All too often the computer-based work capability assessment results in an incorrect decision being made which can have devastating financial and emotional consequences for those concerned. There have been more than 600,000 appeals since ESA was introduced which cost an additional £50 million each year on top of the £112 million paid to Atos to carry out the assessments. In fact 38% of these decisions are overturned in the claimants favour when they appeal, casting serious doubt on the accuracy of the assessments.
The Public Accounts Committee recently investigated the contract between the DWP and Atos, the company contracted to carry out 738,000 work capability assessments in 2011-12. The report stated,
"The Work Capability Assessment may unduly penalise people with specific health problems. The one size fits all approach is not appropriate for particular groups, for example, people with mental health, rare or variable conditions. The process is too inflexible and makes it extremely difficult for individuals with particular conditions to demonstrate the impact of their conditions on their ability to work. Too often the process is so stressful for applicants that it can impact on their health. The Department should assess whether the Work Capability Assessment process is unfair to these claimants."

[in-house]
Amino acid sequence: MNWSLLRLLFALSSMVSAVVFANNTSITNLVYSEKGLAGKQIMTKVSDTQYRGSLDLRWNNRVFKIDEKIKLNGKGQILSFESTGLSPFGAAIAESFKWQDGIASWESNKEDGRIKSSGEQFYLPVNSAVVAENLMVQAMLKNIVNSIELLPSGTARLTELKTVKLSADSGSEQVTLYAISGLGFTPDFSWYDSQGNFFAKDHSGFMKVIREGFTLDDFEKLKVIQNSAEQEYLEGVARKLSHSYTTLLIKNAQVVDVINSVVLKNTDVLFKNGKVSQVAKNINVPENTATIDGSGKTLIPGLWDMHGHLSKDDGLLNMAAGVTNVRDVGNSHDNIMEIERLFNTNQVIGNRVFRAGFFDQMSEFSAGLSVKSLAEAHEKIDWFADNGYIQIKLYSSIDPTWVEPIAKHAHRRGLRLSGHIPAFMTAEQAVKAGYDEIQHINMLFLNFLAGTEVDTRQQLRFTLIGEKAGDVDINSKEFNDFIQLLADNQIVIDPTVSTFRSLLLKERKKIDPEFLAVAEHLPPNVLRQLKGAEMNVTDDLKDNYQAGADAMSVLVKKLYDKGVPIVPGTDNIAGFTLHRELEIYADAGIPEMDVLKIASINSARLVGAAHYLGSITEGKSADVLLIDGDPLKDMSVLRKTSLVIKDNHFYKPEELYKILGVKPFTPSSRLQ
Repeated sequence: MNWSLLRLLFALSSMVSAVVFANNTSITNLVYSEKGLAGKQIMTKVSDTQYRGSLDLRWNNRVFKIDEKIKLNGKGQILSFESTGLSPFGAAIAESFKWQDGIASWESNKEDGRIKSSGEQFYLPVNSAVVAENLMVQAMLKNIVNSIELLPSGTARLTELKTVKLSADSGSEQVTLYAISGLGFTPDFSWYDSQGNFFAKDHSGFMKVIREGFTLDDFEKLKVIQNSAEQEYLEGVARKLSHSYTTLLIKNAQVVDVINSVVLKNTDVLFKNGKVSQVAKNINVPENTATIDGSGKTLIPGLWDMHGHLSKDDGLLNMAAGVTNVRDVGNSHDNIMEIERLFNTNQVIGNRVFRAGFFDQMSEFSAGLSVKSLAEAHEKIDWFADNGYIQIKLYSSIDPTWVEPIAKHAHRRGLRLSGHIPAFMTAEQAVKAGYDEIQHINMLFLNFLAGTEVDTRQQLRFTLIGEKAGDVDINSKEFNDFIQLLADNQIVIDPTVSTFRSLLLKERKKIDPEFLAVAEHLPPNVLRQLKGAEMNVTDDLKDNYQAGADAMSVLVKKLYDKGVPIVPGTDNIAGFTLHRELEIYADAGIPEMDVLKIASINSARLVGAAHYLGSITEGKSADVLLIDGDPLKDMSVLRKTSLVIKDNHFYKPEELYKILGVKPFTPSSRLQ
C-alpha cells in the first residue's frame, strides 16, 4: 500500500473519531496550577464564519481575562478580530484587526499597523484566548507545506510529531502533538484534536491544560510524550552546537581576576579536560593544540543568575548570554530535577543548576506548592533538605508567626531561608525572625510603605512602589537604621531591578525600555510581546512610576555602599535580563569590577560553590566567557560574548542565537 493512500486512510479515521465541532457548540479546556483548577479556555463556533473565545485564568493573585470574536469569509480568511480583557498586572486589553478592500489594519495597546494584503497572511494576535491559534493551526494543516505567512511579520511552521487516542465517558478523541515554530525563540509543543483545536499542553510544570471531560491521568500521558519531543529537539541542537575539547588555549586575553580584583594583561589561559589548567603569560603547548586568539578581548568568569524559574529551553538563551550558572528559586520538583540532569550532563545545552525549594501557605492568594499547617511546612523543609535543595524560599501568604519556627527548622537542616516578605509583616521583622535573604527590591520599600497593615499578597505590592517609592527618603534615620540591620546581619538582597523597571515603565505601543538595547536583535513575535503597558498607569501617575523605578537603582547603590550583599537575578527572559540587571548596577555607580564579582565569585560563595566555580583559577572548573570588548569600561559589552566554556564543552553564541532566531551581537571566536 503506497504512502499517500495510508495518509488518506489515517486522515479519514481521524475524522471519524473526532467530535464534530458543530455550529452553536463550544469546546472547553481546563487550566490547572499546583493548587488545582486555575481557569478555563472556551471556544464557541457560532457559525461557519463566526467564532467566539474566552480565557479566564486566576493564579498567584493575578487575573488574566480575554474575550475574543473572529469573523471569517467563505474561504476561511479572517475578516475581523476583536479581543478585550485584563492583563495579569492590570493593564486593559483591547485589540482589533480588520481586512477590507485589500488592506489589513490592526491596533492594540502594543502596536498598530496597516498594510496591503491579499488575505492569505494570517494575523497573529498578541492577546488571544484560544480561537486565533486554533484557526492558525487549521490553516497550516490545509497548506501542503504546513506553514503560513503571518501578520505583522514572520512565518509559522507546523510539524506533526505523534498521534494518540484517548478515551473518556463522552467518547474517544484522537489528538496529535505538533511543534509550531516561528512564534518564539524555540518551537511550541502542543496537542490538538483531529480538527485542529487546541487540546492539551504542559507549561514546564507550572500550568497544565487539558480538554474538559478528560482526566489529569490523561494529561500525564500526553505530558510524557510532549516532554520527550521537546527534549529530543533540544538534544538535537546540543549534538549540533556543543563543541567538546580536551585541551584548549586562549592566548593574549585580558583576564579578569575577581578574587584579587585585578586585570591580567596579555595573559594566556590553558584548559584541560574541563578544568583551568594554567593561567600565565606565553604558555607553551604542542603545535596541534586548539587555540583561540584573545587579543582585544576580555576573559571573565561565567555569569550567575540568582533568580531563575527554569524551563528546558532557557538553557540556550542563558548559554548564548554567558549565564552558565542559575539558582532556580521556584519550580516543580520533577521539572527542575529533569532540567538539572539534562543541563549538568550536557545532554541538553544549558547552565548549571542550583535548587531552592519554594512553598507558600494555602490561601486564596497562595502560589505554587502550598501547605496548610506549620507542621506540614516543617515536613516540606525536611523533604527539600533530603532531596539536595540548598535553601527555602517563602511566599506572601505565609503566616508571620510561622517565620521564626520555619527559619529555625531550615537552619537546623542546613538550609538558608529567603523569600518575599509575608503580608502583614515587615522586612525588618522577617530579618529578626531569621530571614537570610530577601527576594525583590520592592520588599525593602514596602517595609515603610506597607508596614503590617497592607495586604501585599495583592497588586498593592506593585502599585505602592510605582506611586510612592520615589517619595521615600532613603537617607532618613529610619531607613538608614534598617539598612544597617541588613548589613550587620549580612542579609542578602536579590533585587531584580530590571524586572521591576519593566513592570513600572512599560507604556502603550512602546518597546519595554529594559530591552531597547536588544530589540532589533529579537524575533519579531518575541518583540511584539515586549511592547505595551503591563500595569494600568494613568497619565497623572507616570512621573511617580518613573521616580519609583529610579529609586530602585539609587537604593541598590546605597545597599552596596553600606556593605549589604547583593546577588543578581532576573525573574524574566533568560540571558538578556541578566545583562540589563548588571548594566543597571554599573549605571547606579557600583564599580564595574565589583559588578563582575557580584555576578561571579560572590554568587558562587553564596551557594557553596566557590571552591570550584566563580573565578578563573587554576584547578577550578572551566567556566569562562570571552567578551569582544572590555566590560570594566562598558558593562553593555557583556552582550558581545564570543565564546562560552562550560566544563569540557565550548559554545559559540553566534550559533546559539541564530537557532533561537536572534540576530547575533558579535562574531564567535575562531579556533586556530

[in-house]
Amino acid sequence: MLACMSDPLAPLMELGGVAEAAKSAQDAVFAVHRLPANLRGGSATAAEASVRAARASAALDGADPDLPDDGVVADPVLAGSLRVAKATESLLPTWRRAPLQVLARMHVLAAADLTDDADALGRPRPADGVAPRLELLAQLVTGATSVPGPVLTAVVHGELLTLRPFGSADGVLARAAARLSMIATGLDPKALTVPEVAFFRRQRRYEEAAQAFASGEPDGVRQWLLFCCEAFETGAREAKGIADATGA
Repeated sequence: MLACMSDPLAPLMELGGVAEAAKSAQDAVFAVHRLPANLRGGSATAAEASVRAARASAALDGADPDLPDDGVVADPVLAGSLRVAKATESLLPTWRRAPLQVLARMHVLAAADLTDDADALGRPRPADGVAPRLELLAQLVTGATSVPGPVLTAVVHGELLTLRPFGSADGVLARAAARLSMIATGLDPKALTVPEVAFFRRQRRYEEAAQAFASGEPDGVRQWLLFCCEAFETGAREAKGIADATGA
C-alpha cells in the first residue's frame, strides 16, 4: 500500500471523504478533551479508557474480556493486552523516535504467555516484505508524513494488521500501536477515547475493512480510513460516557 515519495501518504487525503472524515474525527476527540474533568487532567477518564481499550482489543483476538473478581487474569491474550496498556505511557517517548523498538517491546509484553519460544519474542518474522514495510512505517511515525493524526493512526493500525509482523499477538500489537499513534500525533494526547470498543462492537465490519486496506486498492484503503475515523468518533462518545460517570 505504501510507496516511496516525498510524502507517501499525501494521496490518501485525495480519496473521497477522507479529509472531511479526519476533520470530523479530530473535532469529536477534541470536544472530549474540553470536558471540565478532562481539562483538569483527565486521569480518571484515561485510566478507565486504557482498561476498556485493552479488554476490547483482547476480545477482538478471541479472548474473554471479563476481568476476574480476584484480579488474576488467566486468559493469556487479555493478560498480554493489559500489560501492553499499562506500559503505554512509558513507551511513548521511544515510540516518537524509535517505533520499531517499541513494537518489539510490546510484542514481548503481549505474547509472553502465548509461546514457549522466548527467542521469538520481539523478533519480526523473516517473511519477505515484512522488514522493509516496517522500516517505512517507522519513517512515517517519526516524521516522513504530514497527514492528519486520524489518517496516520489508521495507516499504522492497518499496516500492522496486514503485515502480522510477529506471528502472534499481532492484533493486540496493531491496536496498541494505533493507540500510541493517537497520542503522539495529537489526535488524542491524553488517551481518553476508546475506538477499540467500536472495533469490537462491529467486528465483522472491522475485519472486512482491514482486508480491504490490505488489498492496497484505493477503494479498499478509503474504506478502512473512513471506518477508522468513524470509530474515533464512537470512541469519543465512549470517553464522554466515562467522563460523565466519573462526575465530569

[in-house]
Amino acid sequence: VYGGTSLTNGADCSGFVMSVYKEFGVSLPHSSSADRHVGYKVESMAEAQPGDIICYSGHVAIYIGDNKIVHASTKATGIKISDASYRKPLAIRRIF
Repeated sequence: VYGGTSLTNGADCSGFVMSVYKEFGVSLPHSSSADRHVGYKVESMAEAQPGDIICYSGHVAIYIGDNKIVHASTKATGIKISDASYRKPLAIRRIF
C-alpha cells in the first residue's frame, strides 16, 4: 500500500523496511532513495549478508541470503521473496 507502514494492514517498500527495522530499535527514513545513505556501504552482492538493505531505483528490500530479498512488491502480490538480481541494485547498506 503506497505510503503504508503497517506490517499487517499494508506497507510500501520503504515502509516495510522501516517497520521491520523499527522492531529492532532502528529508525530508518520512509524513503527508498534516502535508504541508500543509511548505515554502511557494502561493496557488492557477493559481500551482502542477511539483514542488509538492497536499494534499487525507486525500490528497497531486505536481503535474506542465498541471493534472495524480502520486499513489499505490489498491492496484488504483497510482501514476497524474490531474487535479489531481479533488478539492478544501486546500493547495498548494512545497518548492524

Negotiating the legal points of the benefit system is a complicated process and Citizens Advice estimate the success rate at appeal when people have access to legal advice and representation rises to around 80%. Ministers have responded to the alarming numbers of incorrect decisions being overturned at independent tribunals not by holding Atos and the DWP to account for their failures as recommended by the Committee, but by scrapping legal aid which helps people to challenge bad decisions and making specialist benefit advisors redundant in the process.